Southern Ocean Racing Legs 3 and 4

Southern Ocean

Note: if you followed the above link – we were prohibited by Clipper on going south of 45 degrees latitude.

It has been a while since my last posting which I can only apologize for with excuses. In Fremantle I had very little free time after the required deep clean and boat maintenance and I was exhausted from the first of the two Southern Ocean legs.

Here in Airlie Beach our shore time was also short and It is only now that we have an extra unplanned extra free day that affords me the time and good internet bandwidth to make this post.

So we have now completed the crossing of the Southern Ocean in legs 3 and 4 races first from Cape Town in South Africa to Fremantle in Western Australia and secondly from Fremantle south around Australia and up the eastern side of the continent to the Whitsundays in Queensland on the north east Australian coast.

It was just Team Sanya and Team Punte Del Este sailing out of Cape Town after our collision repairs were finally completed there. Both yachts put in a super effort to race quickly across the Southern Ocean to rejoin the fleet in Fremantle, Western Australia. But we only managed to arrive somewhat close to the planned leg 4 departure date from Fremantle. Team Unicef was also a very late arrival to Fremantle due their leg 3 reroute to Durbin South Africa to med-evac an ailing crew member who was suffering Appendicitis.

Punte Del Este and Sanya left Cape Town together motoring south through the first night south and actually started our “Ceremonial” match the following morning with a Lemans start. Sanya had already accepted that we would get no points for this race due to our fault in the collision prior. Punte had already collected “duress” points for this race.

We quickly got into the Southern Ocean and had high winds, monster waves and cold for days on end. The Southern Ocean has been prescribed as relentless and I can now attest to that as an accurate adjective.

In the end we did get a break from the conditions to some days out of Fremantle and we actually opted to motor in the remaining light winds to make up time.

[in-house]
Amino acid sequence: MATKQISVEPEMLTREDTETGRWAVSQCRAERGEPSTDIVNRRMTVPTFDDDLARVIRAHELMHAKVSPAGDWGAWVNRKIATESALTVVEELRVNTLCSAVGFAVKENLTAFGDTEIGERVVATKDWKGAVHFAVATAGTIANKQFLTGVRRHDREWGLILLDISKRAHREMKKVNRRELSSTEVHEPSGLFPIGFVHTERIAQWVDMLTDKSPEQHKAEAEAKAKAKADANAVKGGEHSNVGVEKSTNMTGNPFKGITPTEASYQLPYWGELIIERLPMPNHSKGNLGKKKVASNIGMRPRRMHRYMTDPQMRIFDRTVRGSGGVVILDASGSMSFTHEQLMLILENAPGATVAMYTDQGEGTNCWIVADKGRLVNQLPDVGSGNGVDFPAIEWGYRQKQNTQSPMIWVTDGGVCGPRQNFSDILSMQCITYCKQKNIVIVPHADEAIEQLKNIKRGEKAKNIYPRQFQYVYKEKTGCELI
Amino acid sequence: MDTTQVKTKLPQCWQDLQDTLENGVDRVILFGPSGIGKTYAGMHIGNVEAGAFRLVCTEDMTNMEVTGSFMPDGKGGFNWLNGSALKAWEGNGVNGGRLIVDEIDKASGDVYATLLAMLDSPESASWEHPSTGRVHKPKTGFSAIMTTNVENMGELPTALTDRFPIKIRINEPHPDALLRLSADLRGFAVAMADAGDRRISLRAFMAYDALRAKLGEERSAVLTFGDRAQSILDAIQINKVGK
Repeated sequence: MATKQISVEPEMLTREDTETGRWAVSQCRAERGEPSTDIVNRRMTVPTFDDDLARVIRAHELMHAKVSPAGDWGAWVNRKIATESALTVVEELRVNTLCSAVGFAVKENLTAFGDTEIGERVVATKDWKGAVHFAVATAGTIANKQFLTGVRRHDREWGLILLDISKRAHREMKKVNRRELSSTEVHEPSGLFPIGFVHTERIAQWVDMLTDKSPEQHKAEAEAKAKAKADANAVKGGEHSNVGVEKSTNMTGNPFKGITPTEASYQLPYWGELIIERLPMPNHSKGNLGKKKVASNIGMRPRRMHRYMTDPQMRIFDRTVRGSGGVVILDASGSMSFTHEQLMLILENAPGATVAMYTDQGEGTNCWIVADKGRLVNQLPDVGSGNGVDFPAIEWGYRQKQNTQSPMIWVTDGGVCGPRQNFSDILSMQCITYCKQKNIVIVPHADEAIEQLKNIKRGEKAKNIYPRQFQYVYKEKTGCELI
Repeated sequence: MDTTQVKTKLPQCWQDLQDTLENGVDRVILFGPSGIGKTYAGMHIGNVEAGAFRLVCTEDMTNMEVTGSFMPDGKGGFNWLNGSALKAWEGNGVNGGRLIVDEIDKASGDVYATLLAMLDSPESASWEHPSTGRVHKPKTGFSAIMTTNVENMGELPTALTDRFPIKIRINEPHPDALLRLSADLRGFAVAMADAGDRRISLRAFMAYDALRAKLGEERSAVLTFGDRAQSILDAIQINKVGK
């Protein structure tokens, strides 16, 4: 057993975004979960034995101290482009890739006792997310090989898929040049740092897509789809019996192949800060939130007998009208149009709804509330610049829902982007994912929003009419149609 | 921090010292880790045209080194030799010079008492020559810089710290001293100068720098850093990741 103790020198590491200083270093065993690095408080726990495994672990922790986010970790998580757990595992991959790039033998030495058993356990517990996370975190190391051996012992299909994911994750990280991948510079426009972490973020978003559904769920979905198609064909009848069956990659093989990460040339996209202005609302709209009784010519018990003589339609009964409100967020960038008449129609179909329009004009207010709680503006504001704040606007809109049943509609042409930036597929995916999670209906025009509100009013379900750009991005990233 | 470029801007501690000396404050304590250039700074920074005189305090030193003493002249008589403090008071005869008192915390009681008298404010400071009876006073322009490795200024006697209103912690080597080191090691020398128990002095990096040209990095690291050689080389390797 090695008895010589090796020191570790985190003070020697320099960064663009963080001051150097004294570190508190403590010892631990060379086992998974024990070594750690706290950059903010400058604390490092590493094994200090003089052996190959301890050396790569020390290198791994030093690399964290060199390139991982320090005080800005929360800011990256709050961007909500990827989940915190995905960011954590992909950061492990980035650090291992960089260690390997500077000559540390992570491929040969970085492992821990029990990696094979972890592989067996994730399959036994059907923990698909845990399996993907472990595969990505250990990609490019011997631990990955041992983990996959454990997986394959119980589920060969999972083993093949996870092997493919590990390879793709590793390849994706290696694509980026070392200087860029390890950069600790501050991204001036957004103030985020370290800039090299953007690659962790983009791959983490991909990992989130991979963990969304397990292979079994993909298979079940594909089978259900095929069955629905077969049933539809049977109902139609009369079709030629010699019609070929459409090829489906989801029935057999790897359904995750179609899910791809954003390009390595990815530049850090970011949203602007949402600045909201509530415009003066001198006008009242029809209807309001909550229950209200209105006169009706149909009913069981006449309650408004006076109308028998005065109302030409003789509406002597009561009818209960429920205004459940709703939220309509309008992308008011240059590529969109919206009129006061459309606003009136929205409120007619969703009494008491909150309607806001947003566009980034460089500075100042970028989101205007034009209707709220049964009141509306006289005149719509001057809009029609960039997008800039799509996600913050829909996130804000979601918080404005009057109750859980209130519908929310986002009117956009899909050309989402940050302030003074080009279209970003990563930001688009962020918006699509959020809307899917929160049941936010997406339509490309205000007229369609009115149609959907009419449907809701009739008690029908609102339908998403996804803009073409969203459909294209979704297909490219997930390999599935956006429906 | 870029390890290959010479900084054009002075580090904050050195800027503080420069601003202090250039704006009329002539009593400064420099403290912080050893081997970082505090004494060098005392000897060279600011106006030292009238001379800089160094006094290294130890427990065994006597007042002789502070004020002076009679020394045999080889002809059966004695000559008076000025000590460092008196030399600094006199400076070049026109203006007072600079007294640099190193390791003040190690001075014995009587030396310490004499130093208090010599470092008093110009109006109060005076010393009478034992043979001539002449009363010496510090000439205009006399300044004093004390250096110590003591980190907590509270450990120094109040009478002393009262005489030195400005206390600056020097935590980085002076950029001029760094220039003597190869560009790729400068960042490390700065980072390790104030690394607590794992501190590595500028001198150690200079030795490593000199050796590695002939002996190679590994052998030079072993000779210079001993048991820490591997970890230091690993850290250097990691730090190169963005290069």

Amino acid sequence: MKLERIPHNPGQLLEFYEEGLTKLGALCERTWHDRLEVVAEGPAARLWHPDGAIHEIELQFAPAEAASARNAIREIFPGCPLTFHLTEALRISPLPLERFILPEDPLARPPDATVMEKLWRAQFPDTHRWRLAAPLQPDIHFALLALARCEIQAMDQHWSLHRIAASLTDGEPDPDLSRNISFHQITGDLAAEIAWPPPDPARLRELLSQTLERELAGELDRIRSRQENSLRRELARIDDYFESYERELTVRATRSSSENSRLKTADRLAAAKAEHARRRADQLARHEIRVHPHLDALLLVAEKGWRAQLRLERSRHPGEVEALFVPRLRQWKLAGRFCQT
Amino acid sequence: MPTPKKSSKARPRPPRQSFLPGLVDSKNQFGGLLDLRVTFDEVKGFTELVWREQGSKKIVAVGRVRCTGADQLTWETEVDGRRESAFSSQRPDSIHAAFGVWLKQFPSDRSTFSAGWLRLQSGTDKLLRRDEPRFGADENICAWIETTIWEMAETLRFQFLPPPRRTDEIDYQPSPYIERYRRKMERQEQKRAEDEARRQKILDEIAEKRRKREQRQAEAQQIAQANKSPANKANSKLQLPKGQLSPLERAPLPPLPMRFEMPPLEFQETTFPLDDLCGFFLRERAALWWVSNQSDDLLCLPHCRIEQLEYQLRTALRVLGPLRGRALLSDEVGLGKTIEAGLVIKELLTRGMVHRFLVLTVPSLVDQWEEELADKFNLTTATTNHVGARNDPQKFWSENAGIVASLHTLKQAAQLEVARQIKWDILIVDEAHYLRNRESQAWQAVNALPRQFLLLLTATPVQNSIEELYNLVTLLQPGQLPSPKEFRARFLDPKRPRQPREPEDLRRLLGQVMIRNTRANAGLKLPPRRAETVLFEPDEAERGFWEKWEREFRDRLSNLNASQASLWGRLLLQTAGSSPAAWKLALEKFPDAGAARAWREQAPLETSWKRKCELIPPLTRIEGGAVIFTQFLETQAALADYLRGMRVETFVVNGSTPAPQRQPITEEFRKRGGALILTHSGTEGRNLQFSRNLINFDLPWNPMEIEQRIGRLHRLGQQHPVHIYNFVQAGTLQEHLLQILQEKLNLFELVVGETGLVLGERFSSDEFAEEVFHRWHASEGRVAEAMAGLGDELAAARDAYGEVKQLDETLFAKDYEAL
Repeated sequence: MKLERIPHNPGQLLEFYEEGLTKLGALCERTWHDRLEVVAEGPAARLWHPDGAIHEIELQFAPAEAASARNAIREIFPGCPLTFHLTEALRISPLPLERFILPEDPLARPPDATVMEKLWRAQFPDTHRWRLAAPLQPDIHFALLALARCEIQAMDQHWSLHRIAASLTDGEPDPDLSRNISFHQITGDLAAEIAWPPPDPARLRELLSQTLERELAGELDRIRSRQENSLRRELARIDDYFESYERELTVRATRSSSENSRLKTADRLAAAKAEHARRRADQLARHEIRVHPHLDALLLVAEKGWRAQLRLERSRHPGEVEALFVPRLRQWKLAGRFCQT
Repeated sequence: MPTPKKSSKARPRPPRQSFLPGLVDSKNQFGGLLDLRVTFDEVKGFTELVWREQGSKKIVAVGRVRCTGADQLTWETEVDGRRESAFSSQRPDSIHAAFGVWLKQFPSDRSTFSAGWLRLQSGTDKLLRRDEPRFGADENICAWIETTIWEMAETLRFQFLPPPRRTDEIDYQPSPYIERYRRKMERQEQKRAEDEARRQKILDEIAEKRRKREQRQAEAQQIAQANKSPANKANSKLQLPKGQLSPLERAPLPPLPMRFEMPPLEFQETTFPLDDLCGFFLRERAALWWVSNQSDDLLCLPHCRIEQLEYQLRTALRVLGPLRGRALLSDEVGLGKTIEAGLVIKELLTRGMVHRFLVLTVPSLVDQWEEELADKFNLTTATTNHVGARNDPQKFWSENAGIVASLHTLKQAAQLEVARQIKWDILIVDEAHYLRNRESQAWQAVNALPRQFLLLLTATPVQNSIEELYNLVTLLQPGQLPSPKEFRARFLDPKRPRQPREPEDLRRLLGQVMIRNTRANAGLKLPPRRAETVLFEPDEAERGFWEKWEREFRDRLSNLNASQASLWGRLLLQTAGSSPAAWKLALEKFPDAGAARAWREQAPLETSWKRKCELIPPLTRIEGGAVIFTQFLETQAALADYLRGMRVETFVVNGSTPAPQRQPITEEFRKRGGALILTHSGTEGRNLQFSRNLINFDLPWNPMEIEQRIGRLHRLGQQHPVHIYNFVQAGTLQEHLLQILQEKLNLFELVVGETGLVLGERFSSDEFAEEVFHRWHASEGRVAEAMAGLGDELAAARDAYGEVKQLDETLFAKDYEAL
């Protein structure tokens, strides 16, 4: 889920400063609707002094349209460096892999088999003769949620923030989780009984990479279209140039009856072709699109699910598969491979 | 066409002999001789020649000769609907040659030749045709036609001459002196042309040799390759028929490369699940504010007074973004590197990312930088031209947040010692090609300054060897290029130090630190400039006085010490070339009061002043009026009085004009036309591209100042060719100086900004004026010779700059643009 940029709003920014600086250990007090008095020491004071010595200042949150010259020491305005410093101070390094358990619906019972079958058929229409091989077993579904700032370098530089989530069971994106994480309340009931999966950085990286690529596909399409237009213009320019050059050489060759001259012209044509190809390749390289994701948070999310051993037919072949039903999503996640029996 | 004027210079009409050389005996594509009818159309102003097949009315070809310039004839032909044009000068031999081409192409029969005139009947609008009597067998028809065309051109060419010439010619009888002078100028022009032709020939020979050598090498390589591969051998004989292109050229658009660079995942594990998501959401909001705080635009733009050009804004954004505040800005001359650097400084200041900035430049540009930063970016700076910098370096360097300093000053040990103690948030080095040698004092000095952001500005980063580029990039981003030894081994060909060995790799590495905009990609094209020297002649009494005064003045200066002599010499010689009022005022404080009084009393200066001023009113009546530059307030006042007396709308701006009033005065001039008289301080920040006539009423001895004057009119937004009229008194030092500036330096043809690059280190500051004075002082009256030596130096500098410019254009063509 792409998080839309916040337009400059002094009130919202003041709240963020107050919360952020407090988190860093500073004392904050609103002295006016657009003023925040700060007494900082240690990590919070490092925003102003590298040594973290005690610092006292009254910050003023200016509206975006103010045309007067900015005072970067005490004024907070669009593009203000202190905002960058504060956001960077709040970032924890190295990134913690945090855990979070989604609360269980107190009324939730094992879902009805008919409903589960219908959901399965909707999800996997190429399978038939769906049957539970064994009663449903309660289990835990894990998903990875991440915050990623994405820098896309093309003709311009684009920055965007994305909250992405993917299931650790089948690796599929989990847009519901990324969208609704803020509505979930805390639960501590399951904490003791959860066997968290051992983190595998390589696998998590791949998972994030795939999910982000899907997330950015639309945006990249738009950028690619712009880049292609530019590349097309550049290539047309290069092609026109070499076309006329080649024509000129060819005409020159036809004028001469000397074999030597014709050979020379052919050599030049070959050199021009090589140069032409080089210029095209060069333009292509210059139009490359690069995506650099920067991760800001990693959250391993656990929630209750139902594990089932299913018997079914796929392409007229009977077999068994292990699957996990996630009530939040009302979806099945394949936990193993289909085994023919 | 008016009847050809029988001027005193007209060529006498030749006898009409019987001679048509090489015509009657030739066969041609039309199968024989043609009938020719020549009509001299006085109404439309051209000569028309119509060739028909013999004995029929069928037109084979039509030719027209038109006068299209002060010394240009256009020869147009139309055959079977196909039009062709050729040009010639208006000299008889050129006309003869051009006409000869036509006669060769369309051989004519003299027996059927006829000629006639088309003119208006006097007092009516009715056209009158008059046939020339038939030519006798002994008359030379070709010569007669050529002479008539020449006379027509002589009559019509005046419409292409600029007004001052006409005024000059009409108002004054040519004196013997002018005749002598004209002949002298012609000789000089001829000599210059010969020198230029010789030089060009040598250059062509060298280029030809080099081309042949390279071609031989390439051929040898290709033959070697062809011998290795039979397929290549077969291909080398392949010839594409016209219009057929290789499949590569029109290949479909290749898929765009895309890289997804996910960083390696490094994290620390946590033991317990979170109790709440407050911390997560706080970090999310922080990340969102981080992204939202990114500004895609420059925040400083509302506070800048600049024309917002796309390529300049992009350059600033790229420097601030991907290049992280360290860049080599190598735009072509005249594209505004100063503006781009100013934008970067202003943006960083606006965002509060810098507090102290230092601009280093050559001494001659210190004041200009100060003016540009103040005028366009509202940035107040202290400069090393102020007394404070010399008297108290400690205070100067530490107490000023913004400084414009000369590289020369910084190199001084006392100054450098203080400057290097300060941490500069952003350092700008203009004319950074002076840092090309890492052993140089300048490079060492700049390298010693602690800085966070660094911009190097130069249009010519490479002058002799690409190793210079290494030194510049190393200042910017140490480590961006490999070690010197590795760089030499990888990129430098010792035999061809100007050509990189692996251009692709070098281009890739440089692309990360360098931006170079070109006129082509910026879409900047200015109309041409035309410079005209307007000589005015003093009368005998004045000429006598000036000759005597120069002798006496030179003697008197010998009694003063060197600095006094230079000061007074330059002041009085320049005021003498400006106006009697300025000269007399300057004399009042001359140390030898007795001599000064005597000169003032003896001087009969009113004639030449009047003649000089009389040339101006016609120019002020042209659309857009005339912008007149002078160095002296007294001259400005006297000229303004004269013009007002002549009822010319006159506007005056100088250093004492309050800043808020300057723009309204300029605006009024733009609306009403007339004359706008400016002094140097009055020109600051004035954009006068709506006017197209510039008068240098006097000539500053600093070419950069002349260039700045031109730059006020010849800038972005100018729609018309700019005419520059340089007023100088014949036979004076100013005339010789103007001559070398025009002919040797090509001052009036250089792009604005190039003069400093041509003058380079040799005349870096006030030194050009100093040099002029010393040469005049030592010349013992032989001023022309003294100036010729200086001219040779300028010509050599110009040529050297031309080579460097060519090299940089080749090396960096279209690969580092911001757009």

Completing deep clean, boat maintenance and re-provisioning quickly in Fremantle would have given the three late boats very little free time before starting another Southern Ocean crossing for Leg 4. The new plan from Clipper was for 8 boats to start on time as planned and the three laggers would start exactly two days later with all scoring done on total elapsed time for each boat. So we started Leg 4 on Christmas Eve. We found ourselves again deep in the Southern Ocean and the comment from Seumas using one of the New Years end evolutions was to the nature of happily reefing in the new year!”

In leg 4 we initially did very well and were able to capture 2 points for the scoring gate and later collected additional 3 points for the ocean sprint having completed that about 8 hours faster than any other boat. In the late stages of the race into the Whitsundays we made a tactical decision to sail near the coast to avoid contrary currents. This decision turned out to be flawed and we were stuck for days in light airs with current not so favorable and at times the best we could do was go sideways to the necessary track into Airlie Beach. We ultimately were forced to accept last place and motor to the finish. Just days prior to turning on the engine we were sweet enough as to be expecting a podium finish. So goes yacht racing!

Half of the eight legs but somewhat less than half of the ocean miles are complete. Wow! One highlight for me particularly on these last two legs was helming the fastest times on team Sanya. – leg 3: 27.5 knots surfing and on leg 4: 20.2 knots surfing. What a rush!

Sunset after leaning Cape Town deceiving us of the tough times ahead.

Sue poking head out to get a weather report. Don’t let the sunny skies fool you as it is cold and a rogue wave could crash over any moment turning the cockpit into a wading pool!

Takes One person to helm and two others standing close by for logistical and morale support.

Rick checking the time – when can we finally end our watch and get below to warm up?

Bruce has spotted something?

Barry looking resolute as ever,

Ashfin and Lisa in the galley and the food always served up in dog bowls.

That’s me taking a rare selfie.

Fred looking happy. Being from Sweden the cold does not phase him?

Helms person plus afterguard.

Spoksey and Barry looking up at the sail trim.

Get tough guys!

2 thoughts on “Southern Ocean Racing Legs 3 and 4

  1. Great read ! Thanks for taking the time to share this Rick as this is a once in a lifetime experience!!! Sail safe 🙂 makes Ironman look like a walk in the park … literally 🙂 Lou


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